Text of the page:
Saturday, July 09, 2005

From the Guyana project

I was beginning to feel the excellent health of jungle life. Providing one keeps free of malaria and dysentery (there is no need, in Guiana, to boil drinking water except near settlements), no more healthy, even invigorating climate exists than that of the South American rain forest.

-- From Nicholas Guppy's Wai-Wai, p. 137

The depression of the forest was heavy on me--the sheer untidiness and volume of twigs, leaves, and bark that surrounded and pressed upon me, the flickering half darkness, the wetness, the spider-webs that enwrapped my face, the nameless countless insects that crawled and bit, the sweat, the branches plucking at clothes and hair....

-- Ibid., p. 282

I remembered my last return from an expedition. It had taken me days to recover. My movements, used to the outdoors, had been disproportionately strong--I had blundered about in rooms; I had been rough and domineering, so accustomed had I grown to forcing my way against unwillingness. I had been a formidable creature for a civilised person to encounter. Then gradually the forest ways, the things that had seemed important, the strange ideas that loneliness and silence had bred, had faded away--but never completely. Something had happened. One was made isolated, fierce inside. One would bear the mark throughout one's life.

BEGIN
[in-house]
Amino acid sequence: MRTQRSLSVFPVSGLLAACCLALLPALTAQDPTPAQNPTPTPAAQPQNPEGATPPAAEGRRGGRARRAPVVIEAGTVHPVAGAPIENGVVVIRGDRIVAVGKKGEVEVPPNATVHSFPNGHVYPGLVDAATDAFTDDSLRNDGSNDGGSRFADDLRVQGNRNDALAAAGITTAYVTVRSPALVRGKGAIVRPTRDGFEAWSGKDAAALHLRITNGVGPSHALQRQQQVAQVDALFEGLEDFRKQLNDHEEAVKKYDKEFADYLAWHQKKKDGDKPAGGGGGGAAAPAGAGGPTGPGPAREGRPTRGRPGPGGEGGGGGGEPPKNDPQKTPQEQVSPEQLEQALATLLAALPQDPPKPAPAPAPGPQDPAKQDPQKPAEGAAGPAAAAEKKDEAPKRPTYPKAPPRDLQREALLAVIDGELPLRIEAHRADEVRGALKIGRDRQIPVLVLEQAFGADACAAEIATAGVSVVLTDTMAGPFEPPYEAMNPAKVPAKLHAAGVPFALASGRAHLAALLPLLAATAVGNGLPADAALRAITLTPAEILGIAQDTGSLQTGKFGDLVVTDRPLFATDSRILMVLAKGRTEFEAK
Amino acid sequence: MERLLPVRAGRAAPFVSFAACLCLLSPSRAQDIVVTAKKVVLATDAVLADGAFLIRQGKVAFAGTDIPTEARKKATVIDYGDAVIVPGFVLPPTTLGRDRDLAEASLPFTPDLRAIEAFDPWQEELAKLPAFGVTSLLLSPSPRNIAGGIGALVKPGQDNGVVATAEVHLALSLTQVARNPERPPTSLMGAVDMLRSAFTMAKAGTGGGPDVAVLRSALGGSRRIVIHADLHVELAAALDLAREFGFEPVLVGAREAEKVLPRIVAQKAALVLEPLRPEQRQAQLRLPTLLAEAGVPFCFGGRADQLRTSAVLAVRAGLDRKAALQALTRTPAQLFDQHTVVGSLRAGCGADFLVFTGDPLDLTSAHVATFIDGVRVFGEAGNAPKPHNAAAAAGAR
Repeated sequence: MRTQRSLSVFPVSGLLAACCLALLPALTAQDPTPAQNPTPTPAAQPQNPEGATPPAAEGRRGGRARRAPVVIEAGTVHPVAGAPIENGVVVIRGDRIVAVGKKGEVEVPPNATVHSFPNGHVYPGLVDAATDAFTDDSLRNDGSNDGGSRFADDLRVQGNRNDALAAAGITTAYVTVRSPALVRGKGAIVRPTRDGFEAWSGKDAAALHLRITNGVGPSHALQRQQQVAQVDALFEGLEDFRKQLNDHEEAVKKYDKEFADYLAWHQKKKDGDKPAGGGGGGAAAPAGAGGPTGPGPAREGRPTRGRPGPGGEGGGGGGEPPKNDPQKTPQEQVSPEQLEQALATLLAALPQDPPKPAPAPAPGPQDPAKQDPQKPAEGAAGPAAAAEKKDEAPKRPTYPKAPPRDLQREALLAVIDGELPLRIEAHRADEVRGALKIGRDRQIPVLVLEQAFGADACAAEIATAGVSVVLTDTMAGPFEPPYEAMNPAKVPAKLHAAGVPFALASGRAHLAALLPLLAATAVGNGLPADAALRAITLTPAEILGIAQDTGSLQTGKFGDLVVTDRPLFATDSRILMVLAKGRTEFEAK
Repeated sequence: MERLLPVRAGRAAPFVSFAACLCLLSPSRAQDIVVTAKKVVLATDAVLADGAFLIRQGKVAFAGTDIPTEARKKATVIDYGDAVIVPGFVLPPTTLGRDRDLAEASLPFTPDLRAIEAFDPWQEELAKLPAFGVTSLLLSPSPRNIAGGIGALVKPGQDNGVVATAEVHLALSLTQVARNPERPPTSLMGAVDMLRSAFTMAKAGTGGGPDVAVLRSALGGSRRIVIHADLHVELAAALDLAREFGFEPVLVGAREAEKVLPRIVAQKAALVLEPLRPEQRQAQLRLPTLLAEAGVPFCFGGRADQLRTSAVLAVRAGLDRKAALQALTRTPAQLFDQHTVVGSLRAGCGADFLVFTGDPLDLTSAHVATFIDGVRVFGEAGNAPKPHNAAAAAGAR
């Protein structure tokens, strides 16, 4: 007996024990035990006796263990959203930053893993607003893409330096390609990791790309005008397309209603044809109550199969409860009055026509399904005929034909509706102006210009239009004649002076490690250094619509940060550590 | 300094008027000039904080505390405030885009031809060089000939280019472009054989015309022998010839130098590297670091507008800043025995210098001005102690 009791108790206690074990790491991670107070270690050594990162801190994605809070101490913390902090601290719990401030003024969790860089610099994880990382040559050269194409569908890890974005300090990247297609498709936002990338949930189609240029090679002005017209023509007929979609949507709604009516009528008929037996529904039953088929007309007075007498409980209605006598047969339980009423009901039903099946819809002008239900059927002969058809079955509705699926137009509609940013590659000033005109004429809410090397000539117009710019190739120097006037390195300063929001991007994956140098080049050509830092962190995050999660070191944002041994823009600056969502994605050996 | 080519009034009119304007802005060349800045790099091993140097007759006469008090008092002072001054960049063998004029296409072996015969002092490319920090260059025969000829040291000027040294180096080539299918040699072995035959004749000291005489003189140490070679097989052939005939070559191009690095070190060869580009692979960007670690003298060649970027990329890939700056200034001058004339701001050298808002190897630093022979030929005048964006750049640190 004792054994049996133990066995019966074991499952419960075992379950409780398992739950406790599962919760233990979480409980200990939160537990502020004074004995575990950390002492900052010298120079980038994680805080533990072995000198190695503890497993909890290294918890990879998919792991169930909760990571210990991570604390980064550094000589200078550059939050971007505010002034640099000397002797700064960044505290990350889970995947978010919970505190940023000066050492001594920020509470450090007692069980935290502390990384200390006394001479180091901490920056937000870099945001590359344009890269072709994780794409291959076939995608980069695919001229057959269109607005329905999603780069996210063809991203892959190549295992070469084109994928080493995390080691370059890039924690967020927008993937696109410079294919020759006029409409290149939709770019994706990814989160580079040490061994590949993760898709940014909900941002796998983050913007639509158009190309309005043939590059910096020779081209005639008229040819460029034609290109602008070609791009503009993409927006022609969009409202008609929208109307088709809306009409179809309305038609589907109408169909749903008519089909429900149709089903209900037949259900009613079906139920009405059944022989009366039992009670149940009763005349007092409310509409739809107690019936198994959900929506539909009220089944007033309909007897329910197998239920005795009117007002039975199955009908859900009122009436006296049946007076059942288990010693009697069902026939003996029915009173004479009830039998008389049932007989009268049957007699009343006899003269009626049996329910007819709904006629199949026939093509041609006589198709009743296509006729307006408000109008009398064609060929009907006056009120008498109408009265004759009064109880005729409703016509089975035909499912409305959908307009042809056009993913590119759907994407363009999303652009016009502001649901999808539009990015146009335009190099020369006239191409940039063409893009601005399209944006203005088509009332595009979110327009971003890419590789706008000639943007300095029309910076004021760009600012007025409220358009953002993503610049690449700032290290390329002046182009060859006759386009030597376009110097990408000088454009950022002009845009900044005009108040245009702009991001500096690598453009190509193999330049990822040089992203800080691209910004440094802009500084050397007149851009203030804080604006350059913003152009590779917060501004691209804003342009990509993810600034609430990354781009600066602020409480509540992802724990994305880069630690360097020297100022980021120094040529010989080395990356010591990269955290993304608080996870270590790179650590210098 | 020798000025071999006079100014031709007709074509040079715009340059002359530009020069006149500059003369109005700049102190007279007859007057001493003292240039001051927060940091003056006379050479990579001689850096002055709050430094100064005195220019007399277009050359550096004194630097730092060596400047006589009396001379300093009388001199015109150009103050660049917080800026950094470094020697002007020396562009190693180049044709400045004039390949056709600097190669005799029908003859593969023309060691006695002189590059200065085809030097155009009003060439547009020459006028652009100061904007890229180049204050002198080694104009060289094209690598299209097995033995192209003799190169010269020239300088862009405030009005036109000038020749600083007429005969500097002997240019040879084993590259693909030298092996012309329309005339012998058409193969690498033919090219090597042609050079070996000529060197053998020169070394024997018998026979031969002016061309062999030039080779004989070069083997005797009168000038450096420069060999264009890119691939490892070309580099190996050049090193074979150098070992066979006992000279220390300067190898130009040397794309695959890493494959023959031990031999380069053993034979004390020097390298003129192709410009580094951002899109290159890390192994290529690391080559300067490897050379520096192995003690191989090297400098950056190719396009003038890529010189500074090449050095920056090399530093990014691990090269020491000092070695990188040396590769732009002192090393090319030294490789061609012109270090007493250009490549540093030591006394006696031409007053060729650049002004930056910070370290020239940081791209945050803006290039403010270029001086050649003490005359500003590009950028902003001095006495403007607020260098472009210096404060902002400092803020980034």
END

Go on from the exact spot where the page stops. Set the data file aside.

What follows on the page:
-- Ibid., p. 349

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